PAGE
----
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♥ 2015 Rainbow Book Awards Honorable Mention ♥
♥ 2014 Amazon Bestseller ♥
♥ 2014 Dreamspinner Press Bestseller ♥
♥ 2014 All Romance Ebooks Bestseller ♥
♥ 2013 Top Pick of the Year ♥
♥ 2013 All Romance Ebooks Bestseller ♥
♥ 2012 Rainbow Book Awards Honorable Mention ♥
♥ 2011 Best-selling Author ♥
♥ 2011 Best Anthology ♥

Wednesday, October 23, 2013

Release Day: Dear Diary 3 - Relationships 101

"Dear Diary: Relationships 101" ~ Book 3
Released 2013 from Dreamspinner Press

EDITIONS: eBook

LENGTH: Novella

GENRE: M/M, Contemporary

COVER ART: Allison Cassatta & Paul Richmond

Blurb


Chris Bishop graduated high school with Josh, the love of his life, by his side. Agreeing it's not wise to room together, the boys choose to live in the dorms—separate dorms. But their decision fails to keep them apart, and on day one they’re caught making out by Chris's devilishly handsome new roommate, Patrick—who happens to bat for the same team, athletically and sexually speaking.

As Patrick and Chris vie for the position of track team captain, Patrick unintentionally fills Chris's mind with doubts about Josh's fidelity. Young relationships are rife with painful bumps. Will Chris and Josh see it through?

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Excerpt


“WE’RE so proud of you, honey,” his mom said, cradling Chris’s face between her soft hands. Her eyes glistened with the same pride she professed. She didn’t have to keep telling him, though. The way she treated him and looked at him more than proved the words she kept saying. Either way, it felt pretty damn awesome to know he’d done right by his parents, even with the bit of trouble he’d found himself in during his senior year.

She leaned in, across the giant box marked dorm in Chris’s arms, to kiss his cheek. He caught a glimpse over her shoulder of his dad and boyfriend grinning from ear to ear—almost teasingly smiling because they knew just about everything made Chris turn all red-faced and that so wasn’t a manly thing to do. He silently prayed for his dad to chime in with a “You’re embarrassing the kid, Nan,” but it never came.

When she pulled back, she firmly brushed her thumb over Chris’s cheek, probably wiping away her rust-colored lipstick. Chris couldn’t help but frown. The friction of her thumb against the hollowed part of his cheek hurt. It burned more than a little bit, but he didn’t complain.

His mom needed to take care of him apparently, even though Chris was all grown-up now. He could tell by the way she stared so deeply with her semiwatery eyes at that one spot on his face that she wasn’t exactly ready for Chris to rush off and be a man.

His father and boyfriend were obviously trying not to laugh. Cassie, Chris’s little sister, played by a group of trees in the distance—tossing dried brown leaves in the air and rushing to jump beneath them before they all dropped to the ground. The sunlight raining down around her made her tawny curls look like strings of silky caramel. Her laughter somehow broke through the sounds of cars leaving the parking lot and the myriad voices of fellow students and their parents saying good-bye and promising to see each other again over the holidays.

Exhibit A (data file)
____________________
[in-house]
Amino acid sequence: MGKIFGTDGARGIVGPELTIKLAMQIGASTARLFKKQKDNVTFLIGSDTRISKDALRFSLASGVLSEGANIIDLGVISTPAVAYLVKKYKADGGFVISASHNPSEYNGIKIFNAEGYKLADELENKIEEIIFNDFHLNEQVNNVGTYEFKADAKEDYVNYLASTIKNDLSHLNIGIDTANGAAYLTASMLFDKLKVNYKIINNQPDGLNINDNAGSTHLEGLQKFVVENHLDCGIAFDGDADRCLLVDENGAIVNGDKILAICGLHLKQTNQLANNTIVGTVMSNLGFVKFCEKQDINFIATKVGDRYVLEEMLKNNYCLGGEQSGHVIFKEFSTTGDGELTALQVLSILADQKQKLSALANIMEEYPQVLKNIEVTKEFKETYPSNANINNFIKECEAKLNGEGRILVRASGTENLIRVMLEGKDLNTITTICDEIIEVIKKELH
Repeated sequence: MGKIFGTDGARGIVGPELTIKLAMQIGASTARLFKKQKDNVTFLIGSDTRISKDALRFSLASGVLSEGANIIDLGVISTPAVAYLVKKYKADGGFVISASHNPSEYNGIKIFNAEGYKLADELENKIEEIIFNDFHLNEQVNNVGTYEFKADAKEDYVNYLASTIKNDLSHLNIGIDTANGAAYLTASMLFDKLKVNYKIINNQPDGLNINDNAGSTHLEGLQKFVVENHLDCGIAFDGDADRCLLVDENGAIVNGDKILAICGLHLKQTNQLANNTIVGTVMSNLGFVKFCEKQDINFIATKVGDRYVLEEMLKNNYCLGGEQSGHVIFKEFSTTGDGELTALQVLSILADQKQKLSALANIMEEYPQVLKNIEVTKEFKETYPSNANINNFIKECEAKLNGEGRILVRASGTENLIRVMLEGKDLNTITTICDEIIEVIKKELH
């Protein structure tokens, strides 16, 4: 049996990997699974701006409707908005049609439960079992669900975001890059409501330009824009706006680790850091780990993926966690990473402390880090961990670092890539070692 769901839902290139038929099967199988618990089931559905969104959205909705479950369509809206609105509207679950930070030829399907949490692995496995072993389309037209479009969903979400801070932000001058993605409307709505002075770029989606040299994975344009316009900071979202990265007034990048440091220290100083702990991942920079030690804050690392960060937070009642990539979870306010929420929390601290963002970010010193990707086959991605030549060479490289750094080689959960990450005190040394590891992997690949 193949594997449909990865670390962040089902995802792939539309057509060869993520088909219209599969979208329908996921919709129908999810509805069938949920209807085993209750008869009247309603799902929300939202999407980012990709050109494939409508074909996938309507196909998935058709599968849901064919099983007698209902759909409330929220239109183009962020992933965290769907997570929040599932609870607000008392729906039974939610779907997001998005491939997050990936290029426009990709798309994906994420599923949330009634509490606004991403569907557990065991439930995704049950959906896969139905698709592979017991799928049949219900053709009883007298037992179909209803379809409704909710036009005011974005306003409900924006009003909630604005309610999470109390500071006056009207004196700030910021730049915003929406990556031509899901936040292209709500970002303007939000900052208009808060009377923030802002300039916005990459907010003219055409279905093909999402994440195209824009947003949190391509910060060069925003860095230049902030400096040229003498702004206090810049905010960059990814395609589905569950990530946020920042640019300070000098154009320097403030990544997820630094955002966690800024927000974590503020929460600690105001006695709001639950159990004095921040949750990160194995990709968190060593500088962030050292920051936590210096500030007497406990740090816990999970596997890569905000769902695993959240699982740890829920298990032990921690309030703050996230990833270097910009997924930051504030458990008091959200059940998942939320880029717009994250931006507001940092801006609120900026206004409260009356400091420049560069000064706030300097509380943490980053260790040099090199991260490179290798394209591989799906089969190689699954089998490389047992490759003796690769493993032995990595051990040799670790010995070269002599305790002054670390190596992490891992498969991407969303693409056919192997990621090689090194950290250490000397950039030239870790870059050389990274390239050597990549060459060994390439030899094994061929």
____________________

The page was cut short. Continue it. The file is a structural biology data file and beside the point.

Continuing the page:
The oversized box in Chris’s arms grew heavier and heavier as the minutes passed, but he didn’t rush his mother. She seemed to need this moment, and after everything they’d all been through over the last six months, Chris could give her whatever time she needed.

After the beating he’d taken in the bathroom his senior year of high school, his mom had been leery to let go too easily. His parents had sent him off to his first Gay Pride parade, but she’d made sure to let Chris know how much she’d worried about him when he’d returned home.

“Mom,” Chris said in a soft, sympathetic tone. “I’m about to drop this thing.”

“Sorry. Sorry,” she said as she released his head from her unwavering grip.

She took a step back and joined his dad, and Josh stepped forward to take her place. He grabbed the box from Chris’s arms so Chris could give his father one last manly half hug.

“Call us once you get all settled, okay, son?” his dad said as he patted Chris’s back.

“Yes, sir. Hey, Cass,” Chris called out, and his little sister’s head popped up from a pile of leaves. A strong gust of wind blew through and kicked the pile up around her. She giggled again.

“You want to give me a hug before I go?” Chris asked.

Cass darted across the lawn and scampered across the pavement, running into Chris’s long legs with a force strong enough to make him take a step back. Laughing, he knelt down to pick her up and hugged her tight, maybe a lot longer than she would’ve liked.

Out of everyone in his family, Chris knew he would miss her the most. Even though she annoyed the hell out of him half the time, he knew he would miss those unexpected visits when she wanted him to play with her and Slobbers, or when she had one of those goofy, childish jokes she always liked to share, and the way she looked up to him as if he could do no wrong.